Oceanography The Official Magazine of
The Oceanography Society
Volume 20 Issue 02

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Volume 20, No. 2
Pages 7 - 7


FROM THE PRESIDENT • How'd They Do That?

By Richard Spinrad  
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Like millions of other fascinated viewers, I watched the Discovery Channel television series Planet Earth in awe. The spectacular imagery was unforgettable. What I found particularly intriguing was the additional commentary at the end of each hour of the series, in which the techniques and technology used to attain the marvelous footage were described in enough detail to satisfy some of my technical nature. But—you knew there was going to be a “but” here—I must say that I was a bit surprised at the end of the “Oceans” episode, only to hear about the heroic efforts of the underwater camera crew who swam dangerously close to the whitetip sharks. The other episodes included a discussion of a gimbaled, helicopterborne camera system and a balloon-based platform for cruising within inches of treetops. The message in these technical clips was clear: it’s hard to film nature in the desert and in remote mountain environs. But the message in the ocean episode was very different: it’s dangerous to film nature in the ocean. The more I thought about this, the more I realized that this is just one more instance of our need to convey to the outside world just how difficult it is to conduct research and operations in the oceans.

Ours is an extraordinarily difficult environment in which to do the simplest of activities, yet we continually understate the challenges we face. We’ve all marveled at the technical accomplishments of driving a roving platform over the surface of Mars. Try doing so over the ocean bottom without the capability to transmit a radio-frequency signal over even a few meters. Sure, space weather can permanently knock out a satellite-borne system. But what about dealing with a “simple” battery housing under pressure in excess of 10,000 pounds per square inch—and doing so at temperatures near freezing or above 300°C, in a dark, saline environment? While you’re at it, consider the power that you will need to send a simple acoustic data stream from a depth of 4 km (interestingly, a distance equivalent to what a polar-orbiting satellite covers in a half a second), not to mention dealing with powerful ocean currents, waves, and tides, as well as the interesting mitigations needed to protect mooring lines from shark bites, microbial fouling, ship’s propellers, and high-seas pirates. I think you get my point.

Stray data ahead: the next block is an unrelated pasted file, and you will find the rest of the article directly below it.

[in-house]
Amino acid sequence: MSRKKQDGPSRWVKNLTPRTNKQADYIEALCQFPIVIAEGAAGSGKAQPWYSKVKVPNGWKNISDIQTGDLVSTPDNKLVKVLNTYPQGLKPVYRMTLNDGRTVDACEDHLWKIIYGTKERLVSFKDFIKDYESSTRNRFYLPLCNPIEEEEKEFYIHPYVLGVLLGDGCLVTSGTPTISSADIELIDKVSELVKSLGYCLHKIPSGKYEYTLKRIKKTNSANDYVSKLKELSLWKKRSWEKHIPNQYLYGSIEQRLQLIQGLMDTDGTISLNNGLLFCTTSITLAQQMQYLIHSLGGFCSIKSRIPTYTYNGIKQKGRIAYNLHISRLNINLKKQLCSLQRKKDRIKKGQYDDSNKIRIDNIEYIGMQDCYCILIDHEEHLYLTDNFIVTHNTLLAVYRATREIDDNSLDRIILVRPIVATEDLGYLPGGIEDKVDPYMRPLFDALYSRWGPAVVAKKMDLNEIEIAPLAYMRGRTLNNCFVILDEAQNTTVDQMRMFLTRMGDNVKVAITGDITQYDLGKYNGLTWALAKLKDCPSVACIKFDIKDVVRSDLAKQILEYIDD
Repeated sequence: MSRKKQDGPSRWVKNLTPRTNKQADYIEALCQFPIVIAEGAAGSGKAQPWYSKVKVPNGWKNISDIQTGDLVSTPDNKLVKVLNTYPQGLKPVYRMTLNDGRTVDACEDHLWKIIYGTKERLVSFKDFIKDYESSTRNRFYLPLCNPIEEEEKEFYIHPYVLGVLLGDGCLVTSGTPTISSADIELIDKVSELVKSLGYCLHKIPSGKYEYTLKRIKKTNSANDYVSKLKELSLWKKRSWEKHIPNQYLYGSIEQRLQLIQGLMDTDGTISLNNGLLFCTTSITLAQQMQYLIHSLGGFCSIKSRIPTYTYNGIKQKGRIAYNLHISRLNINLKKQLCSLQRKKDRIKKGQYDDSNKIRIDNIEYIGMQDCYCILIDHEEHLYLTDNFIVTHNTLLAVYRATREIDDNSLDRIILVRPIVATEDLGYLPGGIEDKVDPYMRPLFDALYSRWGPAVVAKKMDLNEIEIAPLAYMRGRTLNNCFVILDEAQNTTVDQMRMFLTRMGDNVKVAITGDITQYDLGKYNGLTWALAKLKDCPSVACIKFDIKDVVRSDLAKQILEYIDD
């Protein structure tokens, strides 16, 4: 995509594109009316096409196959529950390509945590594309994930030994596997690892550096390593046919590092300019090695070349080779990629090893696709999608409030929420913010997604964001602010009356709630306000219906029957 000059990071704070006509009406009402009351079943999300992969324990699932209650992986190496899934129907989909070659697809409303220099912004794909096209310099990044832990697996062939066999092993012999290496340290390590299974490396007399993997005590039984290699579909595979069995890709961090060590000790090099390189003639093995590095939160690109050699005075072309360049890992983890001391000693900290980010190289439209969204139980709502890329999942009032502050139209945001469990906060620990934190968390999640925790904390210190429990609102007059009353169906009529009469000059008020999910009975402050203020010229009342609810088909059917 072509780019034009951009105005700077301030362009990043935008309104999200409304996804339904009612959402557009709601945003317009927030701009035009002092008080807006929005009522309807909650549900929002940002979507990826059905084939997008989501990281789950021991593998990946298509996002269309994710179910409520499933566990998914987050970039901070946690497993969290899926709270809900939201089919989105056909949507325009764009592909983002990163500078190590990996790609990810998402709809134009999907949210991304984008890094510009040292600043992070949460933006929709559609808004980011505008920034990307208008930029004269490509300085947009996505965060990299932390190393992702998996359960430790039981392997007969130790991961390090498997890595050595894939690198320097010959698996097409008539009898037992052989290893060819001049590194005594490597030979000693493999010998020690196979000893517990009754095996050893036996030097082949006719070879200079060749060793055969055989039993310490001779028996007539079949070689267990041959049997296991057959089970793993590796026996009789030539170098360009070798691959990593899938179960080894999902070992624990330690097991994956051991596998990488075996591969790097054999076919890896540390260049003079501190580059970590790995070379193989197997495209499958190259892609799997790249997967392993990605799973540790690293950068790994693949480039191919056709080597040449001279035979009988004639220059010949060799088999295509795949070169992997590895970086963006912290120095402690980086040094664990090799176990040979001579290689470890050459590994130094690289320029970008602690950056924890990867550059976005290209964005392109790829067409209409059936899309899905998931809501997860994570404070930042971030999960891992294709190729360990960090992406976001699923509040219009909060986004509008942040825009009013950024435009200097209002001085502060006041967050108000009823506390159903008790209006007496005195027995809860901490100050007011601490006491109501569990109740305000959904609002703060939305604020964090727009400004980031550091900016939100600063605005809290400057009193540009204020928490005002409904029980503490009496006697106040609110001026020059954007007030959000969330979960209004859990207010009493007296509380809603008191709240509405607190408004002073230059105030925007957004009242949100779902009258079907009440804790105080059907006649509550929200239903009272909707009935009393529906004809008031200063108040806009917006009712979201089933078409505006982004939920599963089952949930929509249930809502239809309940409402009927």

So why is it that we oceanographers don’t get any respect for the exquisite skill with which we overcome these challenges? Part of the answer might lie in our “can-do” spirit. When we’re 1,000 km from shore, and our $32,000-a-day cruise depends on getting one last profile to 4,000 m depth, we’ll find the duct tape, silicone sealant, and dry nitrogen to make things work. Complaining about lack of resources won’t work; besides, nobody likes a whiner at sea. There’s also no time to wait for a supplemental appropriation or a renewal proposal. As a result, our reputation for resourcefulness and penny-pinching becomes more of a modus operandi.

Don’t get me wrong. This wonderful trait of our oceanographic community is also a great source of pride. It’s just that one day, I’d really like to see some filmmaker expound on the remarkable feat of technology it is to get the data and observations that we need so desperately—whether there are sharks in the water or not!

Richard Spinrad, TOS President


Spinrad, R. 2007. From the President: How’d they do that? Oceanography 20(2):7, https://doi.org/10.5670/oceanog.2007.65.

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